The San Diego Real Estate BLOG
Buying a Home #5:
The Escrow Process
Loan Pre-approval: Obtained
Home Search: Completed
Dream Home: Found
It’s time for escrow to begin.
The term “escrow” just sounds confusing to many people, but the truth is that it is actually very strait-forward. This week on the San Diego Real Estate BLOG, we walk will walk you through the steps in a typical escrow so you can head into yours with a decent road map of what to expect.
Here are is what the escrow process typically looks like:
If you you missed the first few posts in our series on the home buying process, you can catch up here:
Open an Escrow Account
Your agent will collect your earnest money, typically 1-3% of the total price of your loan, and give it to a mutually decided upon escrow agent who will open an escrow account for your purchase. This escrow agent is a neutral third party who will hold both the money from the buyer and the title from the seller in throughout the escrow process.
Just because the buyer and the seller decided on a sale amount does not mean that the home is necessarily worth that price. After the earnest money is deposited, the buyer will typically pay for the home to be appraised so that the bank supplying the loan can be certain that the home is actually worth the price being paid for it. If the appraisal comes out significantly higher of lower than the agreed upon price they may require that the price be renegotiated before they provide funding for the loan. The bank will want to ensure it’s assets are covered in the event that they need to foreclose on the home.
A high or low appraisal isn’t necessarily the end of an escrow, it just means that the terms will most likely need to be revisited.
Now that the price of the home has been absolutely set, it is time to get an actual (not just “pre”) approval for you loan from your bank.
Once financing is secured from the buyer’s bank, the financing contingency can be waived and the escrow can move forward.
With the loan in place, it is now time to approve the sellers list of disclosures about the home.
A seller is required to disclose any significant problems with the property, as well as certain other things such as whether or not there has been permitted additions to the property.
This is a very important step, because if something goes wrong with the home in the future as a result of some undisclosed issue, the sellers can be liable for a great deal of money.
While the seller may have disclosed everything “wrong” with the property, they also may not have.
It is in the buyers best interest to get a series of inspections on the home to look for any additional potential problems with the property.
Typical inspections include:
“Home,” A general but detailed look at all aspects of the property from structural to electrical, to plumbing and everything in between
“Pest” To look for things like termites and other property destroying pests
“Environmental” To look for things like mold, asbestos, lead paint, or any other potential toxins in the home
“Other” Additional inspections which may be required if the buyers are purchasing flood or homeowners insurance.
Obtain Hazard Insurance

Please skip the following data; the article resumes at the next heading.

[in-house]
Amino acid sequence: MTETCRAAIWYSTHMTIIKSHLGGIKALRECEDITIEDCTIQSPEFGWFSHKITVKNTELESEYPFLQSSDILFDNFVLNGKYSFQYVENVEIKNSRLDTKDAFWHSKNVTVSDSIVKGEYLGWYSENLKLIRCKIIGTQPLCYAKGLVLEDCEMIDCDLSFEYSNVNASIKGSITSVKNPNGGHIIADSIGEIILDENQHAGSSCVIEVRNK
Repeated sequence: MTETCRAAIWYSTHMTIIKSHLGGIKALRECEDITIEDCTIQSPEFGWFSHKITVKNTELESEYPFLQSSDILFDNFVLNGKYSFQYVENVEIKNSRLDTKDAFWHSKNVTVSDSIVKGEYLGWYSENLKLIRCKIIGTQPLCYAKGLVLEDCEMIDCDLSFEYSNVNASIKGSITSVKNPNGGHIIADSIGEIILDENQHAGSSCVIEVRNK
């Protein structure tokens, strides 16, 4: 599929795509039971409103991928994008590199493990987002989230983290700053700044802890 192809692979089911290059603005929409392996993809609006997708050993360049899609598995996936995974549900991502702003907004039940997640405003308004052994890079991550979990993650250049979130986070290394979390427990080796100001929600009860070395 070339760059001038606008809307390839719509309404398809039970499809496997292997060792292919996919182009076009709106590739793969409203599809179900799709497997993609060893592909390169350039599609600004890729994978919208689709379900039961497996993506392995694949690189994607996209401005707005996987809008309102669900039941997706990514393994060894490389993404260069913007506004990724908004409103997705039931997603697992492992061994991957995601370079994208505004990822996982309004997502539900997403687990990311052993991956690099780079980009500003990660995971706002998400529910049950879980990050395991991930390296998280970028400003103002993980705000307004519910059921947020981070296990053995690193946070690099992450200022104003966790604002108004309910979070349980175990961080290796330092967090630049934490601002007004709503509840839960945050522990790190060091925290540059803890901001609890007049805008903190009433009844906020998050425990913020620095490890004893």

Your home will probably be the most expensive single item you will ever buy. It only makes sense to protect when and where you can with things like honeowners insurance.
However, certain geographic areas will require you to purchase insurances for things like floods, or fire.
Aquire the Title Report and Insurance
You don’t want to buy a home with a lien on it, or one where an additional party has claim to the title. Both of these (and several other) scenarios set you up for legal headaches down the road, so you want to make sure the seller (and/or their bank) owns the title “free and clear” so that the sale will be “on the level.”
Title insurance will protect the buyer in the event that there was some sort of mistake on the title such as a missed interested party or if there is something physically wrong with the title such as a “cloud” such as a claim, unreleased lien, or some other unforeseen encumbrance that might invalidate the title.
Do a Final Walkthrough
The world is an uncertain place, and it is entirely possible that something may have happened to the property during the course of the escrow.
Do you due diligence and do a final walk though of the property to ensure that it is in the same state it was when you initially decided to buy it and that the seller has honored any agreements made in the contract such as leaving fixtures or appliances.
HUD-1 Form Review
Take a final opportunity to review your loan documents and be sure everything is in order. The terms and conditions of your loan should be exactly or very similar to the “good faith” version you signed at the beginning of the escrow process.
It is now time to sign a ton of paperwork, all of which you should take the time to read very carefully.
Once the signings on both sides of the transaction are complete, the escrow officer with prepare a new deed for the property with your name on it and record it with the county recorder. At this point you will submit a final cashiers check or wire transfer to cover the down payment and/or closing costs, and the lender will send funds to the escrow to pay the sellers lender.
Congratulations, you now own your home.
We hope this guide made the escrow process a bit easier to understand.
Remember that a good real estate agent will hold your hand through this whole process and should catch any mistakes before you even have to, but it is good to have a basic idea of what is going on.
While you’re here, you might want to check out our previous post on Getting Your Home Ready for Summer
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